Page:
“Will somebody tell me what the heck they’re saying?” said Garner, confused.
“Oh will you shut up?” replied Banshaw, frustrated. Banshaw was too used to Browning’s tendency for sesquipedality, and didn’t have much patience for the questions of the newcomer Garner.
“Now that your incessant nattering is concluded,” said Browning, directing his attention momentarily to Banshaw and Garner, “let us proceed with the motion picture telecast of Mattson’s most untoward undertaking”.
The video of Mattson’s elbow on Taticek played immediately after the large projection screen emerged from the ceiling. There, the four saw how Kurt Sauer’s potential game-tying goal was snuffed out by Mattson’s elbow, as referee Don Koharski spotted the infraction a mere fraction of a second after Sauer had released his shot. The camera, trained on Mattson, showed him having his eyes in Sauer’s direction the whole time, with Mattson having to jostle with Penguin defenders in front of the crease to be in the proper position to screen Penguin goaltender Jocelyn Thibault. It was during this jostling that Mattson’s elbow flew into Taticek, sending his head careening into the nearby goalpost causing him to splay onto the ice beside the net motionless. Banshaw has his head buried in his hands the whole time, distraught for his player, Garner made silly hand gestures many times after the hit while Mattson cocked his lips to his left, remorseful for what he had done.
“A quite pitiful sequence of occurrences that,” said Browning stoically after stopping the video. “Now, before I construe the accurate degree of contemptibleness from this episode, I shall initiate my queries of each of your insight into the acuity behind Mr. Mattson’s unfortunate endeavour.”
“Will somebody tell me what the heck he is saying?” replied Garner, flummoxed.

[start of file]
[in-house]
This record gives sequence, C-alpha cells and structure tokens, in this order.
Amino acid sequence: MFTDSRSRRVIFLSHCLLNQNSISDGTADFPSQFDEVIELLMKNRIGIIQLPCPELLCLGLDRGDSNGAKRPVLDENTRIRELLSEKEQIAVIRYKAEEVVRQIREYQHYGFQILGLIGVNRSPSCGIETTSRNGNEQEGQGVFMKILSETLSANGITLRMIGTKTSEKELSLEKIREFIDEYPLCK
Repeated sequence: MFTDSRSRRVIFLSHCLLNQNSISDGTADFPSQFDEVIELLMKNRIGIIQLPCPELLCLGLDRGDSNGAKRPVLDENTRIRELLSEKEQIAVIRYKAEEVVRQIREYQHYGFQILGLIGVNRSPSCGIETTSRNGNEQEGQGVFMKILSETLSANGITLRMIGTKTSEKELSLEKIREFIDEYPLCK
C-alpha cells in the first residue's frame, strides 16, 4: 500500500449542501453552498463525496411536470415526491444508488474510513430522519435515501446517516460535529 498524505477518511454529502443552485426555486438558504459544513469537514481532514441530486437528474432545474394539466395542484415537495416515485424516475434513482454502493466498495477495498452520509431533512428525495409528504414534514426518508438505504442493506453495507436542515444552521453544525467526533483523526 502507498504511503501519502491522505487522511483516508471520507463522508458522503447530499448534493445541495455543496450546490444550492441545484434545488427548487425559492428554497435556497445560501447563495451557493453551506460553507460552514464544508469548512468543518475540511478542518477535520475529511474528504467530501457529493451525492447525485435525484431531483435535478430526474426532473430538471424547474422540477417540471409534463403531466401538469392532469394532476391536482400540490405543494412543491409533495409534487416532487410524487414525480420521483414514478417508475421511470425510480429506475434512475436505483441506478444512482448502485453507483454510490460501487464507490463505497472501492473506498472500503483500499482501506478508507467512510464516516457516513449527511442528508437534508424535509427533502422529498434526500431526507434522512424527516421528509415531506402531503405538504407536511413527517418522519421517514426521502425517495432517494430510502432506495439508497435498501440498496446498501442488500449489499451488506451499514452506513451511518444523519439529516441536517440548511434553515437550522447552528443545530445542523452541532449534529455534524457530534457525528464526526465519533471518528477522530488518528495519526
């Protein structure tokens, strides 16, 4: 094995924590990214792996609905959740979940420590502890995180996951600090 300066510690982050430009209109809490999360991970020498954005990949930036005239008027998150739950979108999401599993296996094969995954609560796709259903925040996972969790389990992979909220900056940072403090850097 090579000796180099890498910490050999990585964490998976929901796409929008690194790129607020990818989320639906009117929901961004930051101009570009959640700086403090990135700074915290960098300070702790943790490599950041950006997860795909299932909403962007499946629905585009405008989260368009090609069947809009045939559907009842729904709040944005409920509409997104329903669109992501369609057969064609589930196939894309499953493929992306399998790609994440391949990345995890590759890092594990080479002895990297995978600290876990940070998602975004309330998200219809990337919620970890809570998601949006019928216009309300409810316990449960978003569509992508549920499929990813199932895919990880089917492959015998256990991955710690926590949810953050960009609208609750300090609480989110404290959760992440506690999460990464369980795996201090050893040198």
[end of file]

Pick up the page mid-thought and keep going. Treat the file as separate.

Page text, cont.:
“Oh I give up…” said Banshaw, slapping his forehead in exasperation.
“Mr. Garner,” said Browning, “will you embark on the journey of the travails your mind has witnessed in assessing our most unfortunate incident?”
“Um…what?” said Garner, confused.
Banshaw by now couldn’t hide his annoyance. “He’s asking you what you thought of the play,” said Banshaw, frustrated.
“Oh,” said Garner, a light going off in his head, “well why didn’t you say so?”
“Can you just tell us your side of the story so we can move on with this thing?” said Banshaw, visibly irritated.
“Well…um…okay,” started Garner, nervously. “Here’s what I saw…you’ve got Jesper…he’s fighting for positioning in front of the net. There’s this big mass of bodies in front, and of course he’s going to push and pull to get in the proper position to screen Sauer’s shot. As you can see on the film, I don’t think Jesper even knew who was behind him, so this can’t be ruled as a premeditated attack…in fact, I really believe it was just adrenaline that kicked in which made his elbow more vicious than it actually was…when we’re all excited we tend to put more force into something than we normally would…that’s what I think happened.”
“Mr. Mattson,” said Browning, “your concurrence or refutation?”
“Oh I definitely concur with my manager,” said Mattson. “I had no idea where Petr was. I was just trying to flail away with my arms just for leverage…I didn’t mean to hit anyone, and I definitely didn’t want to hurt him. There’s no one more sorry that happened than me…it was just a normal scramble play that went horribly wrong, and I feel awful for that.”
“Bulls---,” screamed Banshaw.
“I condemn you for your inconsiderate vulgarity!” rebuked Browning, “a monetary penalty shall be assessed to you, post haste.”